For some reason, I couldn’t quite believe we were going to see Hugh Jackman and Sutton Foster. Up until the curtain went up I was preparing for the announcement, “In the role of…” But the curtain went up and we did see them and it was absolutely terrific.

Thursday we went to the Museum of Modern Art. I honestly can’t remember how long it had been.

Matisse: The Red Studio

Friends had told us about the exhibit of Matisse’s The Red Studio. MoMA has assembled all of the artwork and sculpture in the painting in one place. (Except for the nude on the left which Matisse considered unfinished and asked his daughter to destroy on his death.) It was a really neat and instructive way to see the painting.

Van Gogh: Starry Night

That night we went to see the gender-switched revival of Company. I LOVED it.

The Music Man debuted in 1957, Company in 1970. Do you think the 60s might have been a turbulent decade to result in such a radical change in an art form? Yes, it was. I was there. But here are these two revivals happily on Broadway, down the street from Hamilton and Wicked, all co-existing. I wish we could have that attitude about all creative endeavors. Something doesn’t have to be bad in order for something else to be good.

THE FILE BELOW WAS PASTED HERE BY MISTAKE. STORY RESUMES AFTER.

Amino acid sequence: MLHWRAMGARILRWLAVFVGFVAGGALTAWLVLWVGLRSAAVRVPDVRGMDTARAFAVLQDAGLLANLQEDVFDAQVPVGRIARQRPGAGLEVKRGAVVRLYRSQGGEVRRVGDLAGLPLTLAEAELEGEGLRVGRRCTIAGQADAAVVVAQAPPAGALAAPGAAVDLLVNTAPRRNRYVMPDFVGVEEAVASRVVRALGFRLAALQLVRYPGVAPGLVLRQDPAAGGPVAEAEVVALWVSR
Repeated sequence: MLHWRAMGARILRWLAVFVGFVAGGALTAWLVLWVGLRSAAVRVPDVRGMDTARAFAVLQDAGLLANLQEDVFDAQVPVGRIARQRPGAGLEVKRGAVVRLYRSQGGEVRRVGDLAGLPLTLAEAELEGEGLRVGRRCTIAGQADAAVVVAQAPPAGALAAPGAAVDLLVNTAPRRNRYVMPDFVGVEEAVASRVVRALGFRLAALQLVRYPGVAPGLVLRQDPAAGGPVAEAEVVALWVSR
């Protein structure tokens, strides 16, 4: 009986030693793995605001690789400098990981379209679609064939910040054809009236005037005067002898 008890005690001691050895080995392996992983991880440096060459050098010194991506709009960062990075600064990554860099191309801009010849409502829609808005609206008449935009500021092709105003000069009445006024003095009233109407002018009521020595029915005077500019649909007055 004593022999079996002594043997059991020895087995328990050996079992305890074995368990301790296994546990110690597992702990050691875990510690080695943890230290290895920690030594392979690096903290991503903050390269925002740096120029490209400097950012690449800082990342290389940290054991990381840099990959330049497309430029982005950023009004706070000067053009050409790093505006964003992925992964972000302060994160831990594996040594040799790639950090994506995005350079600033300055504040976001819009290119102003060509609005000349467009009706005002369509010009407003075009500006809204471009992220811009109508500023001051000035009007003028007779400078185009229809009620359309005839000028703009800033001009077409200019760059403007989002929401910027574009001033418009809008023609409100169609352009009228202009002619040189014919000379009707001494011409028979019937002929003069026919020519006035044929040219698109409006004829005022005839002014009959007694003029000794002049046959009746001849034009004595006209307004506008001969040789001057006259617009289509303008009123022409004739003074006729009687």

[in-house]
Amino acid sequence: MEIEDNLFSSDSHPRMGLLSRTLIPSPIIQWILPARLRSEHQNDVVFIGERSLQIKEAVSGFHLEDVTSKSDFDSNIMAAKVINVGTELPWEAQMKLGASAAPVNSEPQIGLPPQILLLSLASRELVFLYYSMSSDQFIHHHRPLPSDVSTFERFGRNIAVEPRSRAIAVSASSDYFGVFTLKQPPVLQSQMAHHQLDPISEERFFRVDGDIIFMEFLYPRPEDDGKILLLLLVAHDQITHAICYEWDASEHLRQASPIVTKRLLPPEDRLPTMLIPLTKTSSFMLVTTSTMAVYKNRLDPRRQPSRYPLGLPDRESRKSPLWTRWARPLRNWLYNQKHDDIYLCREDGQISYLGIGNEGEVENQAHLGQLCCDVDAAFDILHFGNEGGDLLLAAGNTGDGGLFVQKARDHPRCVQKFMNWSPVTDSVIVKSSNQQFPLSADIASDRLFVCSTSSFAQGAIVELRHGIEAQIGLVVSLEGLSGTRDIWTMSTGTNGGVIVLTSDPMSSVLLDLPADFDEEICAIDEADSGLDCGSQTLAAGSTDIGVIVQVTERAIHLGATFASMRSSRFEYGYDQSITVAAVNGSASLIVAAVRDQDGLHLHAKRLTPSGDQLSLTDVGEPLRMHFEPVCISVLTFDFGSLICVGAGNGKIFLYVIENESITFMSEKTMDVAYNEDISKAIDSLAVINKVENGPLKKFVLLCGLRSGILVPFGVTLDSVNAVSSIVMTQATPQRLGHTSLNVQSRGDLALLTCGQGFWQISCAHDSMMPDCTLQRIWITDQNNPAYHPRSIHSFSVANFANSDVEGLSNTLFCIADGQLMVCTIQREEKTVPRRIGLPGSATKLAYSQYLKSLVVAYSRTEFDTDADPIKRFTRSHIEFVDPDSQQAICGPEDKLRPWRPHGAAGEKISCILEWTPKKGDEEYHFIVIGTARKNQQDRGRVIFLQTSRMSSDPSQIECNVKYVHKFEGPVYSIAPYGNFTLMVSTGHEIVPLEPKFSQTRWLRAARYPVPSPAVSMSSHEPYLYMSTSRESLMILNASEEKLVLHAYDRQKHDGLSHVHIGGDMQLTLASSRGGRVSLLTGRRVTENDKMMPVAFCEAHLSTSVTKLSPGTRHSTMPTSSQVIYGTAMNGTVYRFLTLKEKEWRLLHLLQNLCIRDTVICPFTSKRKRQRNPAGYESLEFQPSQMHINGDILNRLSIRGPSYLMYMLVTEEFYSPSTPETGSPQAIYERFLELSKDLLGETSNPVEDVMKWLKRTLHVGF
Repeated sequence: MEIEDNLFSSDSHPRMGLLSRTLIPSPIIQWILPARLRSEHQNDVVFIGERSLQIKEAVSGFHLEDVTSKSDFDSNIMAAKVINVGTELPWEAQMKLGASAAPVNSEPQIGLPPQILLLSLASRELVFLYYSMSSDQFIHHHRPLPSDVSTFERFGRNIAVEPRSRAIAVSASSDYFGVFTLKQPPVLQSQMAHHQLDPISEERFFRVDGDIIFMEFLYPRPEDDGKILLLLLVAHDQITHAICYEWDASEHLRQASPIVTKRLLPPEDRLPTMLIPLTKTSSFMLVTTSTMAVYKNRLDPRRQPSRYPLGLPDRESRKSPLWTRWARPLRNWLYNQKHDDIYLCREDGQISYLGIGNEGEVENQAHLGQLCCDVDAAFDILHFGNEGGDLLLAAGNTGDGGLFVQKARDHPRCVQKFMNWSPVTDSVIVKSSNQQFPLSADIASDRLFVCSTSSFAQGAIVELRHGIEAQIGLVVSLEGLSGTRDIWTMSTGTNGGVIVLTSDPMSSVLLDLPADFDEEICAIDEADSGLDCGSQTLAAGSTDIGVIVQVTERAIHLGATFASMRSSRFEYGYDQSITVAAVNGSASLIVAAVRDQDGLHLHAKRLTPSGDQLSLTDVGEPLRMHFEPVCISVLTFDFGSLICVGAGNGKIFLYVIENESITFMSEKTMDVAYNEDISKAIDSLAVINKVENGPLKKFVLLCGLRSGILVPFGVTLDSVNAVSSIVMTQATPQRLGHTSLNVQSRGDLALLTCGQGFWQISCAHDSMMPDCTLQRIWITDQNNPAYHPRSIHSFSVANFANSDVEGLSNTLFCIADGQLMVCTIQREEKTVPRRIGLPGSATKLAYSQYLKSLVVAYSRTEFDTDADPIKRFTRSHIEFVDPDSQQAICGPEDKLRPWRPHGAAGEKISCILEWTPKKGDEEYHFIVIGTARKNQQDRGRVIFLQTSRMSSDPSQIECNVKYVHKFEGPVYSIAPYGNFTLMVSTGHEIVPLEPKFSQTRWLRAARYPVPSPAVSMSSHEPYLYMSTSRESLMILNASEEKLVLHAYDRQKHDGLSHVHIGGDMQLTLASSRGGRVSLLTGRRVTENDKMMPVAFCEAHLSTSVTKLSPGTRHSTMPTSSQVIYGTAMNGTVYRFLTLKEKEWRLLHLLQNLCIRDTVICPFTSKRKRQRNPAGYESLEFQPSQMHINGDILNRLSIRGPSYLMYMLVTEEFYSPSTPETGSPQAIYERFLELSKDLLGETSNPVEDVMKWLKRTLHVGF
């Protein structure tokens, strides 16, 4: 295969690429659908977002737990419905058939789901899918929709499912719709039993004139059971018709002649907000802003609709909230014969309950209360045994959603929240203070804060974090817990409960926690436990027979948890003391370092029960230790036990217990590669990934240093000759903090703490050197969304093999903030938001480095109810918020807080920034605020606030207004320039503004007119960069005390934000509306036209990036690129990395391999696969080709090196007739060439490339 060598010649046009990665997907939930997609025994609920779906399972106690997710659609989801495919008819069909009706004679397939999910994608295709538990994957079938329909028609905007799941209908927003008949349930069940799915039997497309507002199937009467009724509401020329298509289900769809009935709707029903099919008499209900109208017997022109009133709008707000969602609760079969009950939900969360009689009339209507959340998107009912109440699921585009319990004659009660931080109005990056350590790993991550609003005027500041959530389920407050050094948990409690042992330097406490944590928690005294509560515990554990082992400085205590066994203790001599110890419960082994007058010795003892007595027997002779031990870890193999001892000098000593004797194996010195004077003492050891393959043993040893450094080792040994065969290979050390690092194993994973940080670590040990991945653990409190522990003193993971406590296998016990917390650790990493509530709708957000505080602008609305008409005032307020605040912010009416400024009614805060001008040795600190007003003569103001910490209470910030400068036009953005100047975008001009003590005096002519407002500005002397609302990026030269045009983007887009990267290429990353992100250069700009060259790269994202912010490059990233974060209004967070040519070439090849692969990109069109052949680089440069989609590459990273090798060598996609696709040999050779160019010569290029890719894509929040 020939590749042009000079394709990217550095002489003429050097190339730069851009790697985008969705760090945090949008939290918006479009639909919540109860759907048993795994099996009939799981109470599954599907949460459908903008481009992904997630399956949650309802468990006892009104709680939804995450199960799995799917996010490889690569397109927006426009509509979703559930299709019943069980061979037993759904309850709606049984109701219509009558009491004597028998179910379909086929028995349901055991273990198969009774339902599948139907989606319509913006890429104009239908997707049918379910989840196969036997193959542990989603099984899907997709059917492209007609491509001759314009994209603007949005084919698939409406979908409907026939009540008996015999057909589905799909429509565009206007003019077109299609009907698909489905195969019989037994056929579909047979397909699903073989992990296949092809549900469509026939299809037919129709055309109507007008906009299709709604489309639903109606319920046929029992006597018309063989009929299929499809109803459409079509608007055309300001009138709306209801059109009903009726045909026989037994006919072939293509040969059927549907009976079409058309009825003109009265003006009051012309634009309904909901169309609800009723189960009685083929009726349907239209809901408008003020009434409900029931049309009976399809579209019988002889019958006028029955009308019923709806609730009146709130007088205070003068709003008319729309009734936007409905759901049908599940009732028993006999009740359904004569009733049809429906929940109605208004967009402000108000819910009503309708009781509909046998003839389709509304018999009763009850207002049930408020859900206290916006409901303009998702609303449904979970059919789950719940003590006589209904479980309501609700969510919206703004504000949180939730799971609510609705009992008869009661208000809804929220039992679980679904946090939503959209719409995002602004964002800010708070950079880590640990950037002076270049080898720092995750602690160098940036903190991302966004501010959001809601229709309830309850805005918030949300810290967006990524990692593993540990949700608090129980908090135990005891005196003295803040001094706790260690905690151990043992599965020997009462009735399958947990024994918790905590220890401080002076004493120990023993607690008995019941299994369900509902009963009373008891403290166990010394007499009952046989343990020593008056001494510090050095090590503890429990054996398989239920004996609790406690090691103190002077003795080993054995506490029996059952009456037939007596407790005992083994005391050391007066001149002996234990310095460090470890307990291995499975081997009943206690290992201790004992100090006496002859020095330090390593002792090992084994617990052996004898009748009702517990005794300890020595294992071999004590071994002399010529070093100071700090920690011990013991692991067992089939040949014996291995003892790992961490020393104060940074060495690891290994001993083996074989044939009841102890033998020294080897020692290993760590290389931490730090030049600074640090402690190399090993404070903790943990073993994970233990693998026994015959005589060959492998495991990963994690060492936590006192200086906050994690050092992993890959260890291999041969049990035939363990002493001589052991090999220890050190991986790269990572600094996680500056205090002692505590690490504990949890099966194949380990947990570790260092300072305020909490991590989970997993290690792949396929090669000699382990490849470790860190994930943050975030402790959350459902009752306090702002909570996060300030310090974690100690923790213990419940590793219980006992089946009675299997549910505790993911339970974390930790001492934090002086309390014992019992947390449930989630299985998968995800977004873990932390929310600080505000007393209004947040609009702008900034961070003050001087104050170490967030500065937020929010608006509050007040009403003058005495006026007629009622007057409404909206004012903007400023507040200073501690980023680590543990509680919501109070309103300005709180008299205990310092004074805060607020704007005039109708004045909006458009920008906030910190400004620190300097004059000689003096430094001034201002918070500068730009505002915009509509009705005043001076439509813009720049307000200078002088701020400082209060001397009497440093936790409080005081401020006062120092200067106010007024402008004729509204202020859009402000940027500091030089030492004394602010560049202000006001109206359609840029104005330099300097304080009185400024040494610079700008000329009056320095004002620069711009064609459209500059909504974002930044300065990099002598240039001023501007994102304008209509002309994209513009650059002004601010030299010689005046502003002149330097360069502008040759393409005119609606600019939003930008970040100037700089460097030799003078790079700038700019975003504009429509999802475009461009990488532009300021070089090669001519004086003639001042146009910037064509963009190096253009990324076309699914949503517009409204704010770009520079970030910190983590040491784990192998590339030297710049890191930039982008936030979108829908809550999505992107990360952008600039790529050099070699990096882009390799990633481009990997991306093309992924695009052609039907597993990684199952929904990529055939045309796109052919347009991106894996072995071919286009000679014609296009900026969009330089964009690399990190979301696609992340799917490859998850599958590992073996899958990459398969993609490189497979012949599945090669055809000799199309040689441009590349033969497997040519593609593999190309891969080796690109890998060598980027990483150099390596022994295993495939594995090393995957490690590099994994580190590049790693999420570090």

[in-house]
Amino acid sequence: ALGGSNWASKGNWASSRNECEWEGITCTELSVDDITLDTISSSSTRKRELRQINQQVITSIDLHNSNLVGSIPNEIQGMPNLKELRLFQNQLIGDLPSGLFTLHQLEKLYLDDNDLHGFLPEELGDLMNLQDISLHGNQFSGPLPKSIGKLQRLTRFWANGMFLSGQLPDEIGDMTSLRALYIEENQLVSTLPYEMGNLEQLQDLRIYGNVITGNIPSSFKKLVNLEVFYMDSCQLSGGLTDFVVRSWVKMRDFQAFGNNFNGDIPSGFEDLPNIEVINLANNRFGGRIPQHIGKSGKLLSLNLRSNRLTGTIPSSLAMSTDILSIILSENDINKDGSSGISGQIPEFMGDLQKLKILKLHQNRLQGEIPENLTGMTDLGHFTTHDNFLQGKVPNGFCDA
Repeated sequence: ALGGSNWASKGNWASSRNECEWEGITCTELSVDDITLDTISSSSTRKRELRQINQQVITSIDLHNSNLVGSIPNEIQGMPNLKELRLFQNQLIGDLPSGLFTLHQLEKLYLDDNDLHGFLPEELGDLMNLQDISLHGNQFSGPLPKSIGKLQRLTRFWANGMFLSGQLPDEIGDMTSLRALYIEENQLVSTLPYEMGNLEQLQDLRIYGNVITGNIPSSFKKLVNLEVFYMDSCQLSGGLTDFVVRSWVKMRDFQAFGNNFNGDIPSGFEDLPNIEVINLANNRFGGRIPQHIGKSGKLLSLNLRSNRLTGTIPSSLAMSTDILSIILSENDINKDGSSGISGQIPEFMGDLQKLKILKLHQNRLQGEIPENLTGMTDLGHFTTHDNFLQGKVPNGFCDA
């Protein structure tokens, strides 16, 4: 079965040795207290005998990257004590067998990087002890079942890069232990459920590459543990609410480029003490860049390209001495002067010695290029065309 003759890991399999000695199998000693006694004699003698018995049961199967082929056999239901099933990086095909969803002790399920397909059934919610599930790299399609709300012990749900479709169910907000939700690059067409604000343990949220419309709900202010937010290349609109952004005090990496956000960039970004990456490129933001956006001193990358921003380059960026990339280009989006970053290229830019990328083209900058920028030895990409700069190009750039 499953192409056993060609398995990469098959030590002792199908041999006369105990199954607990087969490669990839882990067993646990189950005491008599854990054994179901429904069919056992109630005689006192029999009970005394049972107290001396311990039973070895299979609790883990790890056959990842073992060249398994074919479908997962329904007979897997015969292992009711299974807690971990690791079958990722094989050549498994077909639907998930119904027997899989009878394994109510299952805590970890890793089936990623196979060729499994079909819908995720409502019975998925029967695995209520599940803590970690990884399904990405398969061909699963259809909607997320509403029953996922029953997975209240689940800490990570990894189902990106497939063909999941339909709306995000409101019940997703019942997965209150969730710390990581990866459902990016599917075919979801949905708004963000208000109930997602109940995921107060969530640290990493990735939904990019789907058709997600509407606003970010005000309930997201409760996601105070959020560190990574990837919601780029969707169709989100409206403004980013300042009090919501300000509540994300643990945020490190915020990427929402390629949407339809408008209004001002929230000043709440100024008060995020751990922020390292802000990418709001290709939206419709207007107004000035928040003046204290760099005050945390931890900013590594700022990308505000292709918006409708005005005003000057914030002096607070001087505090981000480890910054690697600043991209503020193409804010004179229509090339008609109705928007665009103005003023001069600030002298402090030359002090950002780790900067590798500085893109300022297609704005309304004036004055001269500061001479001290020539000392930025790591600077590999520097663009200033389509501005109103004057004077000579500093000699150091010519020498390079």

It was a nice bookend for Bill and me, too, because we saw Patti LuPone in Evita in 1979 or 1980.

Finally, to Work

My panel was on Friday morning with Daniella Bernett, Jenna Harte, and Cheryl Hollon. The topic was a bit of a brain twister: HAMMETT, LARSSON OR CHANDLER? The Thrills Of Mystery. Three dead male noir writers for a panel of four live female cozy and traditional mystery writers. And it was at 8:00 a.m. Friday morning. But moderator Linda Sands did yeoman’s work and we all acquitted ourselves well. Since I’ve never contributed in an way to the International Thriller Writers or the Thrillerfest community, I was happy to have a panel at all.